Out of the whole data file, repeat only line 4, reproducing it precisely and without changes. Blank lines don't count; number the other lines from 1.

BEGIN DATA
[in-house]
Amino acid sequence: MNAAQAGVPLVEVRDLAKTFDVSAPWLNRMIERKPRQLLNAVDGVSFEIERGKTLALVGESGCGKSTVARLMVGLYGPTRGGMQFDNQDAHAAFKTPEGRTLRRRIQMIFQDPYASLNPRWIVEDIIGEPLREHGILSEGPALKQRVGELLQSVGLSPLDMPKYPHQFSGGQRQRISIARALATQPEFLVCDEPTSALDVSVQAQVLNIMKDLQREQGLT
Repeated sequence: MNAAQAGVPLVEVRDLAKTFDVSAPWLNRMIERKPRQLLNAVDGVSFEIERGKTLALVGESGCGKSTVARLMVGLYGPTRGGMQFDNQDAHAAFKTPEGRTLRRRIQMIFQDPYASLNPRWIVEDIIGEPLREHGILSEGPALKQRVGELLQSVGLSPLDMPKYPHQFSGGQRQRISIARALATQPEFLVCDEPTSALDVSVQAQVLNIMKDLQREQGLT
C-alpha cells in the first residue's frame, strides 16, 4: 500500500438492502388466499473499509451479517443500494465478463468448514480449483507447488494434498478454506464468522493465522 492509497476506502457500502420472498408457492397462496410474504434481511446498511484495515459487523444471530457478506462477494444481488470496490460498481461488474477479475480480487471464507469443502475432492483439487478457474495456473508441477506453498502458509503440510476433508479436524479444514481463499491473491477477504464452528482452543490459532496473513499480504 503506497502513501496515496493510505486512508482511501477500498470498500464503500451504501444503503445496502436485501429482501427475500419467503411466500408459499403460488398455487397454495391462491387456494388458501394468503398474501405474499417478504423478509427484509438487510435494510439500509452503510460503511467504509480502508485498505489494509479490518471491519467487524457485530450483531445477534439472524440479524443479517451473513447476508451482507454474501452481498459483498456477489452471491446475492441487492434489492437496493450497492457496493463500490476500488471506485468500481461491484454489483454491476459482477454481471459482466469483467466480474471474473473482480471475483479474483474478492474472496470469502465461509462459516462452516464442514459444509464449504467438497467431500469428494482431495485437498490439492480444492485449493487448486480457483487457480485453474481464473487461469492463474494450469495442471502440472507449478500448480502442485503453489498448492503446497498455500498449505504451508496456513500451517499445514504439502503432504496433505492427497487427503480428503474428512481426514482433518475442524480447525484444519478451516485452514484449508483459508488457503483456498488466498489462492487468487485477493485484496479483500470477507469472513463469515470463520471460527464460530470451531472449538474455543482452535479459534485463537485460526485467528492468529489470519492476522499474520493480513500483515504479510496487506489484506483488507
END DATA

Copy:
C-alpha cells in the first residue's frame, strides 16, 4: 500500500438492502388466499473499509451479517443500494465478463468448514480449483507447488494434498478454506464468522493465522 492509497476506502457500502420472498408457492397462496410474504434481511446498511484495515459487523444471530457478506462477494444481488470496490460498481461488474477479475480480487471464507469443502475432492483439487478457474495456473508441477506453498502458509503440510476433508479436524479444514481463499491473491477477504464452528482452543490459532496473513499480504 503506497502513501496515496493510505486512508482511501477500498470498500464503500451504501444503503445496502436485501429482501427475500419467503411466500408459499403460488398455487397454495391462491387456494388458501394468503398474501405474499417478504423478509427484509438487510435494510439500509452503510460503511467504509480502508485498505489494509479490518471491519467487524457485530450483531445477534439472524440479524443479517451473513447476508451482507454474501452481498459483498456477489452471491446475492441487492434489492437496493450497492457496493463500490476500488471506485468500481461491484454489483454491476459482477454481471459482466469483467466480474471474473473482480471475483479474483474478492474472496470469502465461509462459516462452516464442514459444509464449504467438497467431500469428494482431495485437498490439492480444492485449493487448486480457483487457480485453474481464473487461469492463474494450469495442471502440472507449478500448480502442485503453489498448492503446497498455500498449505504451508496456513500451517499445514504439502503432504496433505492427497487427503480428503474428512481426514482433518475442524480447525484444519478451516485452514484449508483459508488457503483456498488466498489462492487468487485477493485484496479483500470477507469472513463469515470463520471460527464460530470451531472449538474455543482452535479459534485463537485460526485467528492468529489470519492476522499474520493480513500483515504479510496487506489484506483488507